While the Steelers’ offense hasn’t had to carry the defense as much as most people thought it would, it needed to do that on Sunday. And turning the ball over four times is no way to bail out the defense.

The Steelers led 21-14 late in the third quarter when Ben Roethlisberger apparently was about to throw a pass then tried to pull it back. The ball slipped from his hand and landed in the hands of defensive lineman Ahtyba Rubin.

It was the fifth straight game in which Roethlisberger has thrown an interception, the longest streak of his career. The Steelers still led 21-20 early in the fourth quarter when he threw his second one. It’s possible that Richard Sherman got away with a little push that caused Antonio Brown to fall down, but that’s debatable.

So maybe neither of Roethlisberger’s interceptions were bad throws or bad decisions. The Steelers’ first turnover, however, was the result of a bad decision by the coaching staff.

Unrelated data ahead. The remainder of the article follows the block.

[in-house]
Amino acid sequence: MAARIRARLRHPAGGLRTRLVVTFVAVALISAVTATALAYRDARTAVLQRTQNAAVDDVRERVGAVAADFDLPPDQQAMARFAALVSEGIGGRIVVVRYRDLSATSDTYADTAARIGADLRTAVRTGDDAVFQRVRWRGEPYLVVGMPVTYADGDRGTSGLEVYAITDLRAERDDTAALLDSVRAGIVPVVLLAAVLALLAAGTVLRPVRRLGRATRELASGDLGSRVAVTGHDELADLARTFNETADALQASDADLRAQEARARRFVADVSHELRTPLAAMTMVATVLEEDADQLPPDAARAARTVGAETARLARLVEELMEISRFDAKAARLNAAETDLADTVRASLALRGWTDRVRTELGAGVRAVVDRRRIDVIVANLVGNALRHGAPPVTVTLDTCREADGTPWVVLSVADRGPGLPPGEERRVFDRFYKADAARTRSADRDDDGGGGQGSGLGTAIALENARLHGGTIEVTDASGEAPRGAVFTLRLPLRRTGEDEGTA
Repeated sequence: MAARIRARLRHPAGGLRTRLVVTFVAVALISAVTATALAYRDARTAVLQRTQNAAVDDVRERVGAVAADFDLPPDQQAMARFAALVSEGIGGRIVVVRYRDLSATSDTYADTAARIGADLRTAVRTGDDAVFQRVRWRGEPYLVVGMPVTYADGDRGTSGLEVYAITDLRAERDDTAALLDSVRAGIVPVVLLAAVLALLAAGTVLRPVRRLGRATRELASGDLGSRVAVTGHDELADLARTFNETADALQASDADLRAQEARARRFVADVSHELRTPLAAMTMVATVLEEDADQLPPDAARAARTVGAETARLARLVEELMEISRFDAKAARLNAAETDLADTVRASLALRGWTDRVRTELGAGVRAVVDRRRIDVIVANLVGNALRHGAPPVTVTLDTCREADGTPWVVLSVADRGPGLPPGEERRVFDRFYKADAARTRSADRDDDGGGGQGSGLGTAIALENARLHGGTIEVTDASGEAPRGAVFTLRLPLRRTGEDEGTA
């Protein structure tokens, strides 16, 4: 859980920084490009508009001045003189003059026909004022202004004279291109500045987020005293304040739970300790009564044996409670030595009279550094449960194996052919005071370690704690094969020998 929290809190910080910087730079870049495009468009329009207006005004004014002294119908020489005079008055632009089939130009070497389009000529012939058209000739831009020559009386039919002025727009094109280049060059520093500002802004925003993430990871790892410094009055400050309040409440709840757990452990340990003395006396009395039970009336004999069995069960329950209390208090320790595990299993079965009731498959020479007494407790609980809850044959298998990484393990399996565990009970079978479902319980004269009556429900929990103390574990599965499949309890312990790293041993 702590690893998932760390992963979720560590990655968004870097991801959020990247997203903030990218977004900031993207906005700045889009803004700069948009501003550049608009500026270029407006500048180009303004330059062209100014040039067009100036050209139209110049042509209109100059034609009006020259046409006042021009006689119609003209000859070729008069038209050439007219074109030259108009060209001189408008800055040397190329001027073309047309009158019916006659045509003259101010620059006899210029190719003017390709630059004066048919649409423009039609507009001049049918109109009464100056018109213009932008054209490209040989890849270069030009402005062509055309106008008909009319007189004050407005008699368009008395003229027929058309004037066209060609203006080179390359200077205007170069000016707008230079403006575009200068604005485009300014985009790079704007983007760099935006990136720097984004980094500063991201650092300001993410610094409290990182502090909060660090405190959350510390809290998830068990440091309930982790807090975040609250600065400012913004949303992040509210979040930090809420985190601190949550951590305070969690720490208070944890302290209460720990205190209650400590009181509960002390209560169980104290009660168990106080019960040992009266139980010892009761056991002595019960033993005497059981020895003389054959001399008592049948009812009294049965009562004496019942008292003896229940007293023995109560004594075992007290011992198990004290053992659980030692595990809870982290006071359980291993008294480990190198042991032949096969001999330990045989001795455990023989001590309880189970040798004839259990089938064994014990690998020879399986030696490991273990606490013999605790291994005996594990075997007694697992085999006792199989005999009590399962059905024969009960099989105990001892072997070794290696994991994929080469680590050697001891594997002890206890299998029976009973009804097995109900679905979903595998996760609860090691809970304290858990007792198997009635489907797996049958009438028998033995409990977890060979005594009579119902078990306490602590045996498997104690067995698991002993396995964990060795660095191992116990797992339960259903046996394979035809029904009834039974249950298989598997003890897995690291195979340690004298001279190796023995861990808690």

The Steelers had the upper hand in the first quarter and lined up for a 44-yard field goal attempt that would have given them a 6-0 lead at the start of the second quarter.

But for some reason the Steelers’ coaching staff gets harebrained against reigning conference champions. The Steelers faked the field goal and Landry Jones attempted a pass to left tackle Alejandro Villanueva. Jeremy Lane intercepted the pass and the Seahawks eventually turned it into a 7-3 lead.

This was reminiscent of the season opener in New England. The Steelers moved the ball 56 yards on five plays on the opening drive, then called a gadget play in which Antonio Brown was going to throw a pass. They lost eight yards on the play, eventually missed a field goal and lost the momentum they gained on that opening drive.